Nurse educators in Australia: High job satisfaction despite role ambiguity

Jan Maree Sayers, Yenna Salamonson, Michelle DiGiacomo, Patricia Davidson


Purpose: The purpose of this study was to describe the nurse educator role in Australian hospitals, including their practice and performance standards.

Methods: A cross-sectional, online survey of nurse educators employed in acute care hospitals in Australia was administered over a three-month period. The survey comprised established and researcher-developed scales, and a single open-ended question. Quantitative data was analysed using descriptive statistics. Qualitative data was analysed using a general inductive approach.

Results: Nurse educators who were more likely to fulfil nurse educator competency practice domains had master’s degrees in education, defined professional development needs, and met regularly with their managers. These educators also had higher levels of job satisfaction. Participants identified that role ambiguity and role confusion adversely impacted nurse educator role expectations, responsibilities, and job satisfaction. Despite this, the majority of educators intended to stay in their role for the foreseeable future.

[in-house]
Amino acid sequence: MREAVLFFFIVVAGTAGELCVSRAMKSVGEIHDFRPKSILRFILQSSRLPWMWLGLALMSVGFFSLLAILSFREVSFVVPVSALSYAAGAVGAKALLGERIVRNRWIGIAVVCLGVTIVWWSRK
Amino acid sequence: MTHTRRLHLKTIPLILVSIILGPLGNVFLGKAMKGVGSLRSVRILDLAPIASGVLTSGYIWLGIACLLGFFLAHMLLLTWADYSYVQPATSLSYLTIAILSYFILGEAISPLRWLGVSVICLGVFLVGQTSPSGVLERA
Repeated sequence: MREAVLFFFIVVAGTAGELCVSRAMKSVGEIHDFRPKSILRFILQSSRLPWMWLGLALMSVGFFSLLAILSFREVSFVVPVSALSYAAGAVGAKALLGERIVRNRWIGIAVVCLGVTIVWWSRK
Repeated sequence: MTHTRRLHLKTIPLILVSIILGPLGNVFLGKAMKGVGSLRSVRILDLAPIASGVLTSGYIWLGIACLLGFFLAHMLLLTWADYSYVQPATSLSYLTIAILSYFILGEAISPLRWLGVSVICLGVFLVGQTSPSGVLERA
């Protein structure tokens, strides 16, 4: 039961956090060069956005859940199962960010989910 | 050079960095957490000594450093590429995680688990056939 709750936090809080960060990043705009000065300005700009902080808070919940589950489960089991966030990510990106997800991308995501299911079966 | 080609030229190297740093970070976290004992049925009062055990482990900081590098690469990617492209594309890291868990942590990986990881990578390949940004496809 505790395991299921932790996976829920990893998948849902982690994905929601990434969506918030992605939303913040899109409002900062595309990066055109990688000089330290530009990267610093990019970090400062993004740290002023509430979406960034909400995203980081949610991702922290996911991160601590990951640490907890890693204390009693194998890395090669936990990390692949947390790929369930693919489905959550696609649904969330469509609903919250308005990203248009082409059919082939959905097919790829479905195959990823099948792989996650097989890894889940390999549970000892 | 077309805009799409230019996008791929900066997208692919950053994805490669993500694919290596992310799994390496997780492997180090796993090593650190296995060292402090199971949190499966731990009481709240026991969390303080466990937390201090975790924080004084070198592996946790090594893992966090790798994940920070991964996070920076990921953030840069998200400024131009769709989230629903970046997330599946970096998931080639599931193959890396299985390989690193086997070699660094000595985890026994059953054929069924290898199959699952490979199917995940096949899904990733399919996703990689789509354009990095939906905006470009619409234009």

Conclusions: Role ambiguity influenced professional identity and job satisfaction, highlighting the need for clarification of nurse educator roles. These findings suggest the need for review of the nurse educator role and incorporation of professional and educational requirements and practice competencies. Ongoing role monitoring is recommended to identify the effects of role change.

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Journal of Nursing Education and Practice

ISSN 1925-4040 (Print)   ISSN 1925-4059 (Online)

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